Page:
Final decision due on controversial Lidl plan amid major traffic concerns

Ashby Lidl Rapleys Resolution Road Aldi Tesco M&S
-Credit: (Image: Rapleys)


Councillors are finally set to approve plans for Ashby’s controversial new Lidl store after a series of delays. The long-running application has divided opinion and even been labelled “barmy” by opponents who fear traffic chaos.

Officials on North West Leicestershire District Council (NWLDC) had been set to greenlight the scheme last month, but a range of concerns over Lidl’s plan emerged, forcing a last-minute delay. The supermarket chain wants to demolish the vacant Ashfield House office block in Resolution Road and replace it with a “clean and contemporary” store, but the location has been a major issue for many.

Some opponents have feared “traffic paralysis” if the Lidl is approved as it would be within touching distance of Ashby’s Tesco, Aldi and M&S stores. However, highways officials at Leicestershire County Council have raised no objections with the scheme despite many fears about the impacts on Resolution Road and adjoining Nottingham Road.

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In its report ahead of the decision, NWLDC says the location of the proposed store is not up for debate after its officers had found it to be “acceptable” despite the many concerns. The council also backs up Lidl’s claims there was a “lack of demand” in retaining Ashfield House as offices, finding that there were no “sequentially preferable sites” available for Lidl to take over.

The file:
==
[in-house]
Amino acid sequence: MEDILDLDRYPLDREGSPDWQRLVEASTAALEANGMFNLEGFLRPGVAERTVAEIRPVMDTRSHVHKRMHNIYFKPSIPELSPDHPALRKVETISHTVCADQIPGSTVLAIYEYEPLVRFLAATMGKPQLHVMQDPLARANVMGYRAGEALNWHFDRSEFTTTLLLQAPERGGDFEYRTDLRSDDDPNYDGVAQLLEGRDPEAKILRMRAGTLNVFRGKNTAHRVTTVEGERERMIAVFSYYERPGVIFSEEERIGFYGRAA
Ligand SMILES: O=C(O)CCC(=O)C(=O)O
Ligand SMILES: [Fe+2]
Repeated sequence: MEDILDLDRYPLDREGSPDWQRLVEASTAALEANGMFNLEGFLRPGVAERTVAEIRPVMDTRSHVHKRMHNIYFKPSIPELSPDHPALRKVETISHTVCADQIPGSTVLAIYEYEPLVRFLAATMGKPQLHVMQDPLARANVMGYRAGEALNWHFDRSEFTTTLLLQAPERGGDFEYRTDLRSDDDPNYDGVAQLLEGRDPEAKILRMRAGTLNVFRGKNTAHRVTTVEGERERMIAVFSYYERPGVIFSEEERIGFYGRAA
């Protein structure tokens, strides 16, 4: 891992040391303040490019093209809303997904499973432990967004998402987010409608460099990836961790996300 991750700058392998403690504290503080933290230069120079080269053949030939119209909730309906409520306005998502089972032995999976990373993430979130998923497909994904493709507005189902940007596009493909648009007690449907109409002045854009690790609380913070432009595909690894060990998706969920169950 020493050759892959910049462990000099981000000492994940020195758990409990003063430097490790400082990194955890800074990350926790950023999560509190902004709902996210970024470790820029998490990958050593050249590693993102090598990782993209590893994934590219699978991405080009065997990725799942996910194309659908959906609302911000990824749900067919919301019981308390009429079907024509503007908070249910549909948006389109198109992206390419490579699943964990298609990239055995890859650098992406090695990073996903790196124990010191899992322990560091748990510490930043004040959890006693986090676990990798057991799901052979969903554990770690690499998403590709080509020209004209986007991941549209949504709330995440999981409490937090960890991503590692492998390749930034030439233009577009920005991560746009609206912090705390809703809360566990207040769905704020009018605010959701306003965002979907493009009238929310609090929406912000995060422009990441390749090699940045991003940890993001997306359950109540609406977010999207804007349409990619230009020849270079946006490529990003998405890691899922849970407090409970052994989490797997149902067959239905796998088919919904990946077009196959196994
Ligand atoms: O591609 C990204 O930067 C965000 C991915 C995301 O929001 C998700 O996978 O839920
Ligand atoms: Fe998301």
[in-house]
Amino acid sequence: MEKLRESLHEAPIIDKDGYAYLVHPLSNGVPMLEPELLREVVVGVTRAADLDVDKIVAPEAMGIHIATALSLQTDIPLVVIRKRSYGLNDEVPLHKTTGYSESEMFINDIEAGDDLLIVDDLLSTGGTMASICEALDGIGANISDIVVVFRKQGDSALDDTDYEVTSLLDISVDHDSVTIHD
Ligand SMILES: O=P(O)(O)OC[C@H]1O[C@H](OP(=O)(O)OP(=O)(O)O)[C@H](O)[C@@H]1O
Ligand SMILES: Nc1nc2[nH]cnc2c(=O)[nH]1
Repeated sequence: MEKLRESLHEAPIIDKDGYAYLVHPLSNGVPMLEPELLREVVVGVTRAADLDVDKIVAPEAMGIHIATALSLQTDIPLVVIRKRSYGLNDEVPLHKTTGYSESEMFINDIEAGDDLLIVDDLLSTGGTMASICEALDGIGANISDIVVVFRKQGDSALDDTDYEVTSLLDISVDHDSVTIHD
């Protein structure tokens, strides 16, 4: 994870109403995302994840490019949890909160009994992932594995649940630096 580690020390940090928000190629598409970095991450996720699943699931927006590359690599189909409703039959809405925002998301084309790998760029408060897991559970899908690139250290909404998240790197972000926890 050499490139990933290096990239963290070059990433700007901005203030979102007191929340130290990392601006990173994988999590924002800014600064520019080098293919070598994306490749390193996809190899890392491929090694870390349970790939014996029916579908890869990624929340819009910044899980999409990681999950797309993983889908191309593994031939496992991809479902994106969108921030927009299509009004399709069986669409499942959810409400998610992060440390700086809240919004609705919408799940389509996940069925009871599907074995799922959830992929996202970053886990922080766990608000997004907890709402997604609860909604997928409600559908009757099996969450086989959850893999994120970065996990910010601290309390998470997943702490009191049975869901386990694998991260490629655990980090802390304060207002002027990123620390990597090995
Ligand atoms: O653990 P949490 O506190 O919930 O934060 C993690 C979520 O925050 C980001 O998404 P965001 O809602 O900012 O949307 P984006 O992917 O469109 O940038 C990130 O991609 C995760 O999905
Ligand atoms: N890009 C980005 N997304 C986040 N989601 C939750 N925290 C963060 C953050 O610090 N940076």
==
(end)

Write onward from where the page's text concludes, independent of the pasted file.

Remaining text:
Concerns have also been repeatedly raised about Lidl’s impacts on Ashby town centre, with some fearing it could “kill off” trade for good. However, NWLDC disagrees, finding the plan would have “no adverse impact” on Ashby town centre’s “vitality” or “viability”.

Ashfield House Resolution Road Ashby Lidl Tesco M&S Aldi Asda Ashby Town Council NWLDC
Ashfield House would have to be demolished to make way for the proposed Lidl store -Credit:Lee Garrett/Leicester Mercury

If approved, the new Lidl would come with 101 car parking spaces as well as a number of cycle storage spaces. It would also create 40 jobs - something the council says adds to the “economic benefits” of the scheme, but it also acknowledges that these jobs would be fewer than a fully retained Ashfield House office block.

Despite the concerns, NWLDC says the plan would “expand the retail choice” in Ashby and would “successfully integrate” into the area. Subject to Section 106 conditions, NWLDC is set to approve the Lidl at the Planning Committee meeting on Wednesday, July 10.

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